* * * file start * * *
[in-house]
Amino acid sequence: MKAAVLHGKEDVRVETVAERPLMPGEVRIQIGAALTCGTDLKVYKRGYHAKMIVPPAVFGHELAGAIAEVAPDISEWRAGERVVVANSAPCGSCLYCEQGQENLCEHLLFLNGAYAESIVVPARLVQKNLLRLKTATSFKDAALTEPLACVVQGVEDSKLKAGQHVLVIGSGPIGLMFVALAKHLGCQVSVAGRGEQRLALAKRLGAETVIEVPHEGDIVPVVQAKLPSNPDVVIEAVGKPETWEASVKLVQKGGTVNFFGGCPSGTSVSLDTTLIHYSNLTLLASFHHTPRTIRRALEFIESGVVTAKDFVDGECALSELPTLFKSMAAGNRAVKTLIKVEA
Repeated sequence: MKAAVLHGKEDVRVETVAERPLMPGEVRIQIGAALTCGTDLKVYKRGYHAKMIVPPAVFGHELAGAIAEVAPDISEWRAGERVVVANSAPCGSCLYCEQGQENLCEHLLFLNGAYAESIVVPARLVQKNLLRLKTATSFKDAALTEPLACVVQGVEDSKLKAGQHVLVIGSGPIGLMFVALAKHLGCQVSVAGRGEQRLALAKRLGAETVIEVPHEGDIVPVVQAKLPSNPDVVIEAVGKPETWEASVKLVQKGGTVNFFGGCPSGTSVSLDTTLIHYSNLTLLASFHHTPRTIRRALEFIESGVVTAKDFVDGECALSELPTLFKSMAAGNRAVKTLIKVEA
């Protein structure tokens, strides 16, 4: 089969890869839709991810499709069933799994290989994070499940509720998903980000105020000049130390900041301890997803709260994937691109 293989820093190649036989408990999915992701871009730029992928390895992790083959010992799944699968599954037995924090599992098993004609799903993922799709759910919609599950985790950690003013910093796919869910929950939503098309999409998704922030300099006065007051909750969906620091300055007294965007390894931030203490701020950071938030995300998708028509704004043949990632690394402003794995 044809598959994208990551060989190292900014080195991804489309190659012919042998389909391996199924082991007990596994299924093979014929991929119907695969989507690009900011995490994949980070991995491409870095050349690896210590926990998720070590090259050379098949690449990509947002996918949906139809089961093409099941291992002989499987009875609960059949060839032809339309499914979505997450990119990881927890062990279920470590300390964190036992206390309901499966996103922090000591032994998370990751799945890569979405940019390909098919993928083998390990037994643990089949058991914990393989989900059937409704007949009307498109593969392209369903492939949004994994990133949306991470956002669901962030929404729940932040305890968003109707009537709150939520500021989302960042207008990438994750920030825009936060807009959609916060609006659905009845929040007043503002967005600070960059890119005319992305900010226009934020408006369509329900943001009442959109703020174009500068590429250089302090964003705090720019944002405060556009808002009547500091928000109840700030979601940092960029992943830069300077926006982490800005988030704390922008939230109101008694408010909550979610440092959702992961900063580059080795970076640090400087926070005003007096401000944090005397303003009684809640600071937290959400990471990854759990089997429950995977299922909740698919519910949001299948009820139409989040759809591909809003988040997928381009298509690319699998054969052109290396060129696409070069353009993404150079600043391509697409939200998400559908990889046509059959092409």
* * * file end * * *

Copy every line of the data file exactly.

[in-house]
Amino acid sequence: MKAAVLHGKEDVRVETVAERPLMPGEVRIQIGAALTCGTDLKVYKRGYHAKMIVPPAVFGHELAGAIAEVAPDISEWRAGERVVVANSAPCGSCLYCEQGQENLCEHLLFLNGAYAESIVVPARLVQKNLLRLKTATSFKDAALTEPLACVVQGVEDSKLKAGQHVLVIGSGPIGLMFVALAKHLGCQVSVAGRGEQRLALAKRLGAETVIEVPHEGDIVPVVQAKLPSNPDVVIEAVGKPETWEASVKLVQKGGTVNFFGGCPSGTSVSLDTTLIHYSNLTLLASFHHTPRTIRRALEFIESGVVTAKDFVDGECALSELPTLFKSMAAGNRAVKTLIKVEA
Repeated sequence: MKAAVLHGKEDVRVETVAERPLMPGEVRIQIGAALTCGTDLKVYKRGYHAKMIVPPAVFGHELAGAIAEVAPDISEWRAGERVVVANSAPCGSCLYCEQGQENLCEHLLFLNGAYAESIVVPARLVQKNLLRLKTATSFKDAALTEPLACVVQGVEDSKLKAGQHVLVIGSGPIGLMFVALAKHLGCQVSVAGRGEQRLALAKRLGAETVIEVPHEGDIVPVVQAKLPSNPDVVIEAVGKPETWEASVKLVQKGGTVNFFGGCPSGTSVSLDTTLIHYSNLTLLASFHHTPRTIRRALEFIESGVVTAKDFVDGECALSELPTLFKSMAAGNRAVKTLIKVEA
């Protein structure tokens, strides 16, 4: 089969890869839709991810499709069933799994290989994070499940509720998903980000105020000049130390900041301890997803709260994937691109 293989820093190649036989408990999915992701871009730029992928390895992790083959010992799944699968599954037995924090599992098993004609799903993922799709759910919609599950985790950690003013910093796919869910929950939503098309999409998704922030300099006065007051909750969906620091300055007294965007390894931030203490701020950071938030995300998708028509704004043949990632690394402003794995 044809598959994208990551060989190292900014080195991804489309190659012919042998389909391996199924082991007990596994299924093979014929991929119907695969989507690009900011995490994949980070991995491409870095050349690896210590926990998720070590090259050379098949690449990509947002996918949906139809089961093409099941291992002989499987009875609960059949060839032809339309499914979505997450990119990881927890062990279920470590300390964190036992206390309901499966996103922090000591032994998370990751799945890569979405940019390909098919993928083998390990037994643990089949058991914990393989989900059937409704007949009307498109593969392209369903492939949004994994990133949306991470956002669901962030929404729940932040305890968003109707009537709150939520500021989302960042207008990438994750920030825009936060807009959609916060609006659905009845929040007043503002967005600070960059890119005319992305900010226009934020408006369509329900943001009442959109703020174009500068590429250089302090964003705090720019944002405060556009808002009547500091928000109840700030979601940092960029992943830069300077926006982490800005988030704390922008939230109101008694408010909550979610440092959702992961900063580059080795970076640090400087926070005003007096401000944090005397303003009684809640600071937290959400990471990854759990089997429950995977299922909740698919519910949001299948009820139409989040759809591909809003988040997928381009298509690319699998054969052109290396060129696409070069353009993404150079600043391509697409939200998400559908990889046509059959092409």